“It really hurts to think about Azovstal,” Yevgen said, remembering the rain of bombs as the defenders made their last stand inside the steelworks. “We didn’t all come back.”
It was a hopeless situation. Medical personnel were working around the clock to treat the injured in a bunker, as away fighters mounted fierce resistance against dire odds.
Yevgen Gerasimenko, a retired military surgeon, worked at a hospital in Dnipro, in the southeast Ukraine, when Russia launched its full-scale invasion in February last year. Like so many others, he raised his hand to defend his homeland.
What followed was a daring flight into besieged Mariupol on a helicopter loaded with ammunition. The plan was to smuggle him into Azovstal to save lives.
After the steel mills and the city fell to Kremlin forces on May 20, he spent four months as a prisoner of war.
“I can’t think of Azovstal without tears in my eyes,” Yevgen, 62, told Sky News in an exclusive interview for the anniversary of the steelworks surrender.
Flying low in Mariupol under cover of darkness
“Helicopters were waiting for us there,” he said.
It was 2 a.m. on March 31, 2022, and Yevgen was at an airport with a group of fellow doctors, including another surgeon, two anesthesiologists and a head nurse.
There wasn’t even enough room to sit on the plane because of all the supplies tight on board.
“We flew very low, about eight or ten meters above the ground. Sometimes I even felt like we were touching the tops of the trees.”
They landed successfully and were transferred to motorboats loaded with ammunition and weapons.
“We couldn’t have any lights, it was dangerous. We didn’t want anyone to spot us, so we had to use GPS to get to Azovstal.”
It took about an hour to reach the docks near the factory. But their adventure was far from over – the airstrikes began as the group approached the factory and lasted around three hours.
They saw planes approaching the metallurgy and dropping bombs only about 700 meters from where they were hiding. Eventually they got inside.
Inside the Factory Fortress
“We were exposed to constant enemy shelling,” Yevgen said. “They tried to hit us from the air, land and sea.”
There was a steady stream of wounded entering the bunker where Yevgen and his colleagues worked, treating around 350 patients at a time.
“Our medical staff were physically exhausted and psychologically depressed. They had to work 24/7 with injured people.
“There wasn’t enough air in there. There wasn’t enough drinking water, food or sunshine.”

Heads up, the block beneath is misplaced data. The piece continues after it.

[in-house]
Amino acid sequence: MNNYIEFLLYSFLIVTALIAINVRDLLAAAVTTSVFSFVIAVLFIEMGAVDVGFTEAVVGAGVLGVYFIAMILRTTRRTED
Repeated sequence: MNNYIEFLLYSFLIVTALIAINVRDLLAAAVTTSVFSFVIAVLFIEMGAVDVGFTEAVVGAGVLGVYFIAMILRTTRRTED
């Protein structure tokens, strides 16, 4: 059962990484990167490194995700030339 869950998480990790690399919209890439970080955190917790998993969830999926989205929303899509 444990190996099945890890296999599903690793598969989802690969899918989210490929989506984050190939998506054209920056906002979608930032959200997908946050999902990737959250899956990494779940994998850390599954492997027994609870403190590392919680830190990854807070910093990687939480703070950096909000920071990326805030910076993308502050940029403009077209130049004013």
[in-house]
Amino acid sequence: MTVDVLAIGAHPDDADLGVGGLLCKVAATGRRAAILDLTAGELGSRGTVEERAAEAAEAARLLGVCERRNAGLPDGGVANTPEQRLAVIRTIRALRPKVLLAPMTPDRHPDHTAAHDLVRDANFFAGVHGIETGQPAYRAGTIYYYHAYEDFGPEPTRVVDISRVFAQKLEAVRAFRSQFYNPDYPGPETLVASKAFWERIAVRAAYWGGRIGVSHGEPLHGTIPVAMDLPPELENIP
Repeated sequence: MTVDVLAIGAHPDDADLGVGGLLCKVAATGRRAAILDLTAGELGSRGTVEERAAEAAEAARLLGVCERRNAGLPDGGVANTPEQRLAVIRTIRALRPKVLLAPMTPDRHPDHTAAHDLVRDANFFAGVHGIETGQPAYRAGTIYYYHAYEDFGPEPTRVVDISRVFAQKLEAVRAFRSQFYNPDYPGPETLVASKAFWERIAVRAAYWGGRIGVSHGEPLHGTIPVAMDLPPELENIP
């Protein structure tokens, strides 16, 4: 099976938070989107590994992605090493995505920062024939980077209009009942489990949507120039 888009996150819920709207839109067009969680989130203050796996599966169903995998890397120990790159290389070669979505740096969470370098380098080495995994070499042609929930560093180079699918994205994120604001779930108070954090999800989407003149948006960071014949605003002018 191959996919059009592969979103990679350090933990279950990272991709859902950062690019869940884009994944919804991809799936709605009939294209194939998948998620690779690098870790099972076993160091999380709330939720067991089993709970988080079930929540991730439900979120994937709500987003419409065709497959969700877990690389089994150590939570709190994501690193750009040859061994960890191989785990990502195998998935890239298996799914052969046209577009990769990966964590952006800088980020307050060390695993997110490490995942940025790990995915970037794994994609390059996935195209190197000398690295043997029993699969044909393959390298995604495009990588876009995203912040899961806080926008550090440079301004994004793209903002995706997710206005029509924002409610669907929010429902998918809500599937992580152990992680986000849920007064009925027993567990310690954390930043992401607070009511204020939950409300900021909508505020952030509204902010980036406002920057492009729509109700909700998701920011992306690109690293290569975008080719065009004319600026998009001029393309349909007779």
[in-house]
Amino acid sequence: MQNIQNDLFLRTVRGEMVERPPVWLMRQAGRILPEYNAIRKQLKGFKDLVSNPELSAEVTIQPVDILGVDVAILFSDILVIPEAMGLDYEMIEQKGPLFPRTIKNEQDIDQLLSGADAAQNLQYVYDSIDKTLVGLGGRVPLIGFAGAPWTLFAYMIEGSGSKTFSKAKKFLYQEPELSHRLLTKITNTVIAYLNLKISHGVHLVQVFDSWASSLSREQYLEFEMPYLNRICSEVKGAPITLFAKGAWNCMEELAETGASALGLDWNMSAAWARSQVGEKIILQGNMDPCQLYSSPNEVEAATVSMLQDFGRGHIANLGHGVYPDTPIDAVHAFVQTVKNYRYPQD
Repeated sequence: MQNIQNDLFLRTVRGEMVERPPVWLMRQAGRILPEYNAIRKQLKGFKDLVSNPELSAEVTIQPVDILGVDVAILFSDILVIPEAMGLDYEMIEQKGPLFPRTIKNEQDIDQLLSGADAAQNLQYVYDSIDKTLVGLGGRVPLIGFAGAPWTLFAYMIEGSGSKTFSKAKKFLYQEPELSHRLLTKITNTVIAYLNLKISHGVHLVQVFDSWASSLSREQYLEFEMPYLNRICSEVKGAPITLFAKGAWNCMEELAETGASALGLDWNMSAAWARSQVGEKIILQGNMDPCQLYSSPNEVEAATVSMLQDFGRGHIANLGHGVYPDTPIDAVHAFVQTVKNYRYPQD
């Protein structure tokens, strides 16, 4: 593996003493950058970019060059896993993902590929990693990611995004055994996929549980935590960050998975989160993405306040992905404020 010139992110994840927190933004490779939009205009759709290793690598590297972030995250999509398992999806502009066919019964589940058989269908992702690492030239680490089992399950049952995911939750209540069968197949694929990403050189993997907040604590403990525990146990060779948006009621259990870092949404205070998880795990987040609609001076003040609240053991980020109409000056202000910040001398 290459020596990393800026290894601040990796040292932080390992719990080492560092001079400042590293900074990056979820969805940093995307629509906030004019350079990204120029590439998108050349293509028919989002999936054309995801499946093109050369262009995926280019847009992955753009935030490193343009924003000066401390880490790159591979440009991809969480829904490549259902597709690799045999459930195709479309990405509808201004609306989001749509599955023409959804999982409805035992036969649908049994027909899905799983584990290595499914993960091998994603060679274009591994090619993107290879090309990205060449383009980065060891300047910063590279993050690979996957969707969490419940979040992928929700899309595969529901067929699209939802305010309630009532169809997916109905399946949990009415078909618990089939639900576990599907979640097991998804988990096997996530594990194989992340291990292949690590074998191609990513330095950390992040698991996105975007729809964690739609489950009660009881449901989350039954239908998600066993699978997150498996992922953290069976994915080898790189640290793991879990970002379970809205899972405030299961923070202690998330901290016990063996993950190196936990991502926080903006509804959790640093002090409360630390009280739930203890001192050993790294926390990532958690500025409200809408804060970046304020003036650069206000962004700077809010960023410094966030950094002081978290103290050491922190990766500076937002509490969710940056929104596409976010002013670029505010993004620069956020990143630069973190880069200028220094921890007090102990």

Azovstal fighters lay down their arms
The defense of Mariupol has already gone down in history, as the last Ukrainian soldiers held out for weeks in the ruins of their city.
Eventually, President Volodymyr Zelensky ordered everyone who remained in the steelworks to surrender.
According to Yevgen, “this order has saved the lives of more than 2,500 people”.
On May 20, after more than 80 days of resistance, the last Ukrainian fighters lay down their arms. Those who had defended the steel mills were hailed as heroes by their governments.
They were credited with pinning down Russian troops for weeks, buying time for Ukrainian forces elsewhere to regroup and rearm.
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Four months as a prisoner of war
After their surrender, any hopes that he and his colleagues would be immediately returned to Ukraine or given rights consistent with their status as medical professionals under the rules of war were dashed.
“Russia did not follow the Geneva Convention. It broke all the rules,” he said.
“All of our medical personnel, including military nurses and doctors, have been taken hostage.”
Yevgen says he was held captive for a total of four months. He was taken prisoner on May 20 – he remembers the date as it is his wife’s birthday – until September 20, when he was released back into Ukrainian-held territory.
“It’s hard to describe the feelings I felt during that time,” he said.
“I feel bitter and sorry for the nurses and medical personnel who are still in Russian-held territory, illegally held as prisoners of war.”
Heart of Azovstal Project
Yevgen was able to return home. He now works again in a hospital where he treats wounded soldiers.
He also promotes the Heart of Azovstal project, an initiative launched by Ukrainian billionaire Rinat Akhmetov to support people who helped defend Mariupol and the families of those still in captivity.
The project includes treatment and rehabilitation programs designed to meet the diverse needs of soldiers and their families and help them return to a civilian lifestyle.
Looking back on the events of 12 months ago, Yevgen says it’s hard to think about what happened. But, he adds, if he could return in March 2022, he would do it again.
“The Mariupol, Donetsk and Luhansk regions and Crimea – this is our homeland and we must defend it.”